It’s been a few months since I’ve made an update. To be honest, I’m starting to think that the idea of having a blog about me is selfish and repulsive. The world could use less blogs about ourselves and more walks in the forest at sunset. Nonetheless, this blog is a good outlet to get some things off my chest, and mostly it’s an efficient way to keep family and friends updated on if I’m dying or not, since I don’t have Facebook.
The good news is, the chemo has been working. I think I’ve taken three rounds of Temodar chemotherapy and it’s gone well. According to the last few MRI scans, my tumor has shrunk substantially. Seizures have also gotten much better. My last couple seizures have been very minor. The last seizure I had was on June 29th. So as of typing this, It’s been 51 days since my last seizure. I have a scan soon to see how things are going. I’m not even that worried.
For the same reason I’m not worried, I’m not very excited about the progress either. Because I’ve started to realize that no matter what I do, cancer is going to do what cancer is going to do. It doesn’t matter how many prayers I pray at my most vulnerable moments, in the MRI machine, before the doctor gives me the results. It doesn’t matter how many deals I think I’m making with my creator. It doesn’t matter how many cancer fundraisers I speak at or how many lives my story touches. It doesn’t matter how ketogenic my diet is, how much ice cream I eat, or how grateful I am for how far I’ve come: Cancer is going to do what cancer is going to do.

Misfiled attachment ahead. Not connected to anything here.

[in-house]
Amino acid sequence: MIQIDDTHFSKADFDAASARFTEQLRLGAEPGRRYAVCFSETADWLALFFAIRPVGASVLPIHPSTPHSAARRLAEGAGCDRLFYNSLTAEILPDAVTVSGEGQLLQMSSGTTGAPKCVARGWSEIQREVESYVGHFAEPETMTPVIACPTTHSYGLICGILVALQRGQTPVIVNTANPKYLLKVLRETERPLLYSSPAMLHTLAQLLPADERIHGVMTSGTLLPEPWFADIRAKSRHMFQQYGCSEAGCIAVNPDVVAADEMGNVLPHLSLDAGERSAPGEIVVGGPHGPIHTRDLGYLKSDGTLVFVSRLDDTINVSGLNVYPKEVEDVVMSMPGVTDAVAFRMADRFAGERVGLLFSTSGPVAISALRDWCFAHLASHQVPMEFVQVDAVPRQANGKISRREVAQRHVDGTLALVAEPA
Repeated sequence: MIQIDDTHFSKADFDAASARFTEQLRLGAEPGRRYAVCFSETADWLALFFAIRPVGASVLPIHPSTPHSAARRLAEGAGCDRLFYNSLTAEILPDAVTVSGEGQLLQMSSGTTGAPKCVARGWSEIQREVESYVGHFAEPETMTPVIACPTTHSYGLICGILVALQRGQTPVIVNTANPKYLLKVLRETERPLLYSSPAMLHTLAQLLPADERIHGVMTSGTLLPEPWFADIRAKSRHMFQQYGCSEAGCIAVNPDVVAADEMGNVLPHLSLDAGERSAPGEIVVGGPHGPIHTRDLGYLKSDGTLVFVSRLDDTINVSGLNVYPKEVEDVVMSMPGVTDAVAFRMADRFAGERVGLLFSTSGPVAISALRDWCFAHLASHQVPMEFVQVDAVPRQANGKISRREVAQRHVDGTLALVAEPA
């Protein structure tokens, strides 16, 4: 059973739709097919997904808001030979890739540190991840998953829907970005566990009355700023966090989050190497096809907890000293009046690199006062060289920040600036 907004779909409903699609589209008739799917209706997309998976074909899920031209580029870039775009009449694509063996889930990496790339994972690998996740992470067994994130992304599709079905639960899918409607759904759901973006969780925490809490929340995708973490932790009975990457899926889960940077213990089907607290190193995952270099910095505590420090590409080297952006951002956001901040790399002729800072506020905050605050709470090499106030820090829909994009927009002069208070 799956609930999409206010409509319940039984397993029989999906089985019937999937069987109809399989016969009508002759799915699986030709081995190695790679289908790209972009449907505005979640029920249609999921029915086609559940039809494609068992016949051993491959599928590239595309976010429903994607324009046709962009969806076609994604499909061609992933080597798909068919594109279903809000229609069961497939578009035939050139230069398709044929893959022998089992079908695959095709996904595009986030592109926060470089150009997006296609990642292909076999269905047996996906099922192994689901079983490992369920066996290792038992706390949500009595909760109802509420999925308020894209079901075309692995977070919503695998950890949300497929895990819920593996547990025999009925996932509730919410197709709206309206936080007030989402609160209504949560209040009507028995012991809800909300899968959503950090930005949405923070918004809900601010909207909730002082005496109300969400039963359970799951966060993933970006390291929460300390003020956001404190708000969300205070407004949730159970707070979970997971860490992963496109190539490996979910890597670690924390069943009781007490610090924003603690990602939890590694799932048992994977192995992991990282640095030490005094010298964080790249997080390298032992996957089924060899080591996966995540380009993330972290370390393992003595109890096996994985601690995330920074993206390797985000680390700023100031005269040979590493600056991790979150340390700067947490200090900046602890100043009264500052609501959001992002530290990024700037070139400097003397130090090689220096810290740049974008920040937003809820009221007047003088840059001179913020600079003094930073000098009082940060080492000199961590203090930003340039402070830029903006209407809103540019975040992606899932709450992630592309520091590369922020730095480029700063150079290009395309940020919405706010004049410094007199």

I recently read this article that affirmed my thoughts on the whole damned thing, and I wanted to share it. It reminds me of when I first got cancer. Once the news was broken to me – there was no turning back. I was in Cancer World from that point forward. In Cancer World, there are dark corners of the internet that lure the kindest, most benevolent people into believing that the cure for cancer exists, but drug companies want to hide it from the general population so they can make more money. If you look hard enough, Dr. Google might even tell you that chemotherapy is not to be trusted. There was a lady I met in Cancer World who suggested I eat apricot seed and drink magic tea to cure my cancer. She’s dead now. There was a guy who offered to help cure my cancer by letting me drink his magic alkaline water at his shop in the old crappy mall in Mason City (the really old crappy one). Sometimes people in Cancer World try to reassure me with standards like “I could get hit by a bus tomorrow and die.” I say to them: “But you’re not stuck laying in the street, listening to the cars rush past – waiting hopelessly for the bus to hit you.”
For now, I just wanted to log in and say that I’m doing great, and I wanted to share this article, because I felt like the writer was talking to me when I read it. I’d ask you to wish me luck, good vibes, thoughts and prayers for a good scan on September 2nd, but I’m not confident it’ll do much cause in my experience, cancer is going to do what cancer is going to do.